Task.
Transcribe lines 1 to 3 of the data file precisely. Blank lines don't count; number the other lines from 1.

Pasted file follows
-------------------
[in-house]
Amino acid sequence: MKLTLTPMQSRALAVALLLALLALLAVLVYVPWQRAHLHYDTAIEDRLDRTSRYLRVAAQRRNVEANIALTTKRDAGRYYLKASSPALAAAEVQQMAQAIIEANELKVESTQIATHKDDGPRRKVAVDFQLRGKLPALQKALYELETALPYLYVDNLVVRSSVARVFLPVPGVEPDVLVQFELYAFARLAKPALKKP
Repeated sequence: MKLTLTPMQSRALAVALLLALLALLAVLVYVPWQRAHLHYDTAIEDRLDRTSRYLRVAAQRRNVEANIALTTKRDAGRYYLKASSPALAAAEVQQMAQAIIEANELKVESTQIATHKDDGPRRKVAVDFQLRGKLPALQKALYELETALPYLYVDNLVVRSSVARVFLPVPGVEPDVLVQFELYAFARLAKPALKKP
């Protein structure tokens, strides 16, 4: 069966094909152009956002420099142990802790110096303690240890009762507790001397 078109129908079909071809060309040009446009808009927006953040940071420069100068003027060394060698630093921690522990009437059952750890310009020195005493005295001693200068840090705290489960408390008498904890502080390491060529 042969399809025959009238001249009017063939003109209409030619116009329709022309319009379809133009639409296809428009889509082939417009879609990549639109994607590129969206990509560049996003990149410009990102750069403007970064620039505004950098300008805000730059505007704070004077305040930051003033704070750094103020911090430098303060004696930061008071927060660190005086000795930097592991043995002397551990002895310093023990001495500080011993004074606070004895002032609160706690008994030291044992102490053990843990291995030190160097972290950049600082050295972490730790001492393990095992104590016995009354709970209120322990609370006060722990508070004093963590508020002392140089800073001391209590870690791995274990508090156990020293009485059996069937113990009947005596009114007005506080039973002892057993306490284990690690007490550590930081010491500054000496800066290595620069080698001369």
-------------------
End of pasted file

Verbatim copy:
[in-house]
Amino acid sequence: MKLTLTPMQSRALAVALLLALLALLAVLVYVPWQRAHLHYDTAIEDRLDRTSRYLRVAAQRRNVEANIALTTKRDAGRYYLKASSPALAAAEVQQMAQAIIEANELKVESTQIATHKDDGPRRKVAVDFQLRGKLPALQKALYELETALPYLYVDNLVVRSSVARVFLPVPGVEPDVLVQFELYAFARLAKPALKKP
Repeated sequence: MKLTLTPMQSRALAVALLLALLALLAVLVYVPWQRAHLHYDTAIEDRLDRTSRYLRVAAQRRNVEANIALTTKRDAGRYYLKASSPALAAAEVQQMAQAIIEANELKVESTQIATHKDDGPRRKVAVDFQLRGKLPALQKALYELETALPYLYVDNLVVRSSVARVFLPVPGVEPDVLVQFELYAFARLAKPALKKP